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Adaptation to heat-stress and hypoxia are relevant for athletes participating in Tour de France or similar cycling races taking place during the summertime in landscapes with varying altitude. Both to minimize detrimental performance effects associated with arterial desaturation occurring at moderate altitudes in elite athletes, respectively reduce the risk of hyperthermia on hot days, but also as a pre-competition acclimatization strategy to boost blood volume in already highly adapted athletes. The hematological adaptations require weeks of exposure to manifest, but are attractive as an augmented hemoglobin mass may improve arterial oxygen delivery and hence benefit prolonged performances. Altitude training camps have in this context a long history in exercise physiology and are still common practice in elite cycling. However, heat acclimation training provides an attractive alternative for some athletes either as a stand-alone approach or in combination with altitude. The present paper provides an update and practical perspectives on the potential to utilize hypoxia and heat exposure to optimize hematological adaptations. Furthermore, we will consider temporal aspects both in terms of onset and decay of the adaptations relevant for improved thermoregulatory capacity and respiratory adaptations to abate arterial desaturation during altitude exposure. From focus on involved physiological mechanisms, time-course and responsiveness in elite athletes, we will provide guidance based on our experience from practical implementation in cyclists preparing for prolonged stage races such as the Tour de France.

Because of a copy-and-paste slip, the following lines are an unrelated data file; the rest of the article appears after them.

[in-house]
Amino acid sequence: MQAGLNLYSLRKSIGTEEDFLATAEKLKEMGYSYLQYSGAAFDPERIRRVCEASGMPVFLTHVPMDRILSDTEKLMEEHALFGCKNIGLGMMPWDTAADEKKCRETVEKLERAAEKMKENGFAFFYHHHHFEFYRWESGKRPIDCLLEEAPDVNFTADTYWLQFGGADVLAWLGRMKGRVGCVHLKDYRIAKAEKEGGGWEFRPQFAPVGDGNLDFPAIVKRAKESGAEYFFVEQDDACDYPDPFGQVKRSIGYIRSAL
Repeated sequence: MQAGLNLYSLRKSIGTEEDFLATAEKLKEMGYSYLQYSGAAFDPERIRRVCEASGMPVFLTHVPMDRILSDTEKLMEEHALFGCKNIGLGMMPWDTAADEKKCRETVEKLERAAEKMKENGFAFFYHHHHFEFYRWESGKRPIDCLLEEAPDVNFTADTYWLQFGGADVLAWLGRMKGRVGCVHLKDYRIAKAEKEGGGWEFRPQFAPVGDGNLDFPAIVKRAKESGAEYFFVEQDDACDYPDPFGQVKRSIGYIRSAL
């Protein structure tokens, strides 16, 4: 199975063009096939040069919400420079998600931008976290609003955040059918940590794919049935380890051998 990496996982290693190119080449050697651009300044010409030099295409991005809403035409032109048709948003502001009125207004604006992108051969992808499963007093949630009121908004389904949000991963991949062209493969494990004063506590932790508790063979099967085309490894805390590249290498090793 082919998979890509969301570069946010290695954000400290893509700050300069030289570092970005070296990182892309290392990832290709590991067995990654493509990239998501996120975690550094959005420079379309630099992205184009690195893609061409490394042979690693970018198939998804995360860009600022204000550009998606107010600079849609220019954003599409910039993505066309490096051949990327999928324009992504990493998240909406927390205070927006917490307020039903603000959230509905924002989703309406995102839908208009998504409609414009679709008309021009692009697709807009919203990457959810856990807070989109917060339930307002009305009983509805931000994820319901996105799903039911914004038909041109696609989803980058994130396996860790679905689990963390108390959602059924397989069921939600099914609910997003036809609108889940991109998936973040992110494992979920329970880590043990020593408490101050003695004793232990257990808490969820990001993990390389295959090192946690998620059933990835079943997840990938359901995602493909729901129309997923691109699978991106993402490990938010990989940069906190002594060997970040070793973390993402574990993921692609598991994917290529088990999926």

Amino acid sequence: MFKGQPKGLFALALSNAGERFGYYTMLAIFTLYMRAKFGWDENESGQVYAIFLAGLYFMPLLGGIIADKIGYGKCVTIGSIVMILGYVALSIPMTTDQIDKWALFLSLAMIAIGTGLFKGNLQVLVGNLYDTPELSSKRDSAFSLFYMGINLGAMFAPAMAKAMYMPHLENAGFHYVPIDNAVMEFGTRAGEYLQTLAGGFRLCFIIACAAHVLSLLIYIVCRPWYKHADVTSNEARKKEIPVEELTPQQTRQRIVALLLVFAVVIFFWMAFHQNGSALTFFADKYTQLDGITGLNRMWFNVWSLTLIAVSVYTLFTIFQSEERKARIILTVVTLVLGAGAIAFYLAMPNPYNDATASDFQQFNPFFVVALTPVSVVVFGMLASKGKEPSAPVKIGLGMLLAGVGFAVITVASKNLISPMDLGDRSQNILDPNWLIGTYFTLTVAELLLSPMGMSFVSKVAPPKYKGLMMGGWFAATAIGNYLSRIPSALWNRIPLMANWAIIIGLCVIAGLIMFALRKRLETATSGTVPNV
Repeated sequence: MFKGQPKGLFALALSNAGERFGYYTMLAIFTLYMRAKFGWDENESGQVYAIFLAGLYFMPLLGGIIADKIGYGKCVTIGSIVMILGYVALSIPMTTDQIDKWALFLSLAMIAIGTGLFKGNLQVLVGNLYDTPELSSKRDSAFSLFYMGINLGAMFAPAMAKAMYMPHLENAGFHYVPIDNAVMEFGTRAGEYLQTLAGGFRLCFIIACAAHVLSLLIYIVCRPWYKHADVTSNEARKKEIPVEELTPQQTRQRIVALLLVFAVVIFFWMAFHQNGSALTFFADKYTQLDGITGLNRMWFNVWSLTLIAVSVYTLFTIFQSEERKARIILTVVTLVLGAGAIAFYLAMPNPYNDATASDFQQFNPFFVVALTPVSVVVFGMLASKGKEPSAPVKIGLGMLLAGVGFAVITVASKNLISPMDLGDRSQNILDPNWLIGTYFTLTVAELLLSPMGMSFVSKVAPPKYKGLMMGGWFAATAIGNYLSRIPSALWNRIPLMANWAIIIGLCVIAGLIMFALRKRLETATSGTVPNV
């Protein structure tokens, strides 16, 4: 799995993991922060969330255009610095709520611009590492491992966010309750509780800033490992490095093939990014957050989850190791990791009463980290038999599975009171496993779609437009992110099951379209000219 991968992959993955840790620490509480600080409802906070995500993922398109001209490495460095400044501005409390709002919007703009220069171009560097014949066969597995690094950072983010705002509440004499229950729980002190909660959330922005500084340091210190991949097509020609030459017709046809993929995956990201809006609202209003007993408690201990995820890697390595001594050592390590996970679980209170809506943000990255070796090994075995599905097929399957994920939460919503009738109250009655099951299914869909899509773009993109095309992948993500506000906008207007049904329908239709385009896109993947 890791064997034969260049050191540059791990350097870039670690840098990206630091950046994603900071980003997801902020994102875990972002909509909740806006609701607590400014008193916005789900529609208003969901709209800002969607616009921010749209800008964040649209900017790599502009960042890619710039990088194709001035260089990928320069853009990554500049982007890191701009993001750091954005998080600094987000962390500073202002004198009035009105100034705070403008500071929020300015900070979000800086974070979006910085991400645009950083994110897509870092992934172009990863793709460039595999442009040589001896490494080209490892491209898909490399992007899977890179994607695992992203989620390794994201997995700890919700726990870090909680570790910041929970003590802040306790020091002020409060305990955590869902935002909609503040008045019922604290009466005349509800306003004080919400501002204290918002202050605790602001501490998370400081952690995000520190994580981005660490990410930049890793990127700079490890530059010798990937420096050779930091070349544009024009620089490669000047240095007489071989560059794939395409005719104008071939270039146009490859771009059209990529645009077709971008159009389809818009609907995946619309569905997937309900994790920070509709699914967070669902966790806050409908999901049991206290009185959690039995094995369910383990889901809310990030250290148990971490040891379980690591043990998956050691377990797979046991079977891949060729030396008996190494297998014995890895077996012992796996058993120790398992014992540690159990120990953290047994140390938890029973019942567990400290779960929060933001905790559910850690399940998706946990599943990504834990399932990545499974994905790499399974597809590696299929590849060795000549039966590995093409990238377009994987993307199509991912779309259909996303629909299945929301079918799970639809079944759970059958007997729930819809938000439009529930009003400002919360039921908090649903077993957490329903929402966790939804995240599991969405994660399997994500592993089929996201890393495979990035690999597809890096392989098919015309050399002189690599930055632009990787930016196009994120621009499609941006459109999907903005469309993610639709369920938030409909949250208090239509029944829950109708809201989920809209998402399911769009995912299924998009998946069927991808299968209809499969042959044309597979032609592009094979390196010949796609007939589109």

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Background There is growing understanding of mental health needs in elite athletes, but less is known about the mental health of coaches and support staff who work within elite sport settings. This study examined the prevalence and correlates of mental health symptoms in elite-level coaches and high-performance support staff (HPSS) and compared rates against published elite athlete samples. A cross-sectional, anonymous, online survey was administered to coaches and HPSS working in Australia’s high-performance sports system. Main outcomes were scores on validated measures of psychological distress, probable ‘caseness’ for a diagnosable psychological condition, alcohol consumption and sleep disturbance. Results Data were provided by 78 coaches (mean age = 46.4 years, 23.8% female) and 174 HPSS (mean age = 40.0 years, 56.7% female). Overall, 41.2% of the sample met probable caseness criteria, 13.9% reported high to very high psychological distress, 41.8% reported potential risky alcohol consumption and 17.7% reported moderate to severe sleep disturbance, with no statistically significant differences between coaches and HPSS. The most robust correlates of psychological distress and probable caseness were dissatisfaction with social support and dissatisfaction with life balance, while poor life balance was also associated with increased alcohol consumption and poor social support with sleep disturbance. Coaches and HPSS reported similar prevalence of mental health outcomes compared to rates previously observed in elite athletes, with the exception of higher reporting of alcohol consumption among coaches and HPSS. Conclusions Elite-level coaches and HPSS reported levels of psychological distress and probable caseness similar to those previously reported among elite-level athletes, suggesting that these groups are also susceptible to the pressures of high-performance sporting environments. Screening for mental health symptoms in elite sport should be extended from athletes to all key stakeholders in the daily training environment, as should access to programs to support mental health and well-being.